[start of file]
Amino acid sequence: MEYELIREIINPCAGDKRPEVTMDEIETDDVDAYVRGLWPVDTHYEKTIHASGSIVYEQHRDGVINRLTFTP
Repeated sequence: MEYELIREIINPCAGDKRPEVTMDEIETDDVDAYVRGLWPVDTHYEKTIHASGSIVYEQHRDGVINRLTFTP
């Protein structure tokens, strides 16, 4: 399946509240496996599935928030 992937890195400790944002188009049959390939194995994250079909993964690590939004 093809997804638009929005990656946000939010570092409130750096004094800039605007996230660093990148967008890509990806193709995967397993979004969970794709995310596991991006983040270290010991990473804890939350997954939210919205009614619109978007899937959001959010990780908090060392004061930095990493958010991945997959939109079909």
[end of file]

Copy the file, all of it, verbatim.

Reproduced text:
Amino acid sequence: MEYELIREIINPCAGDKRPEVTMDEIETDDVDAYVRGLWPVDTHYEKTIHASGSIVYEQHRDGVINRLTFTP
Repeated sequence: MEYELIREIINPCAGDKRPEVTMDEIETDDVDAYVRGLWPVDTHYEKTIHASGSIVYEQHRDGVINRLTFTP
């Protein structure tokens, strides 16, 4: 399946509240496996599935928030 992937890195400790944002188009049959390939194995994250079909993964690590939004 093809997804638009929005990656946000939010570092409130750096004094800039605007996230660093990148967008890509990806193709995967397993979004969970794709995310596991991006983040270290010991990473804890939350997954939210919205009614619109978007899937959001959010990780908090060392004061930095990493958010991945997959939109079909």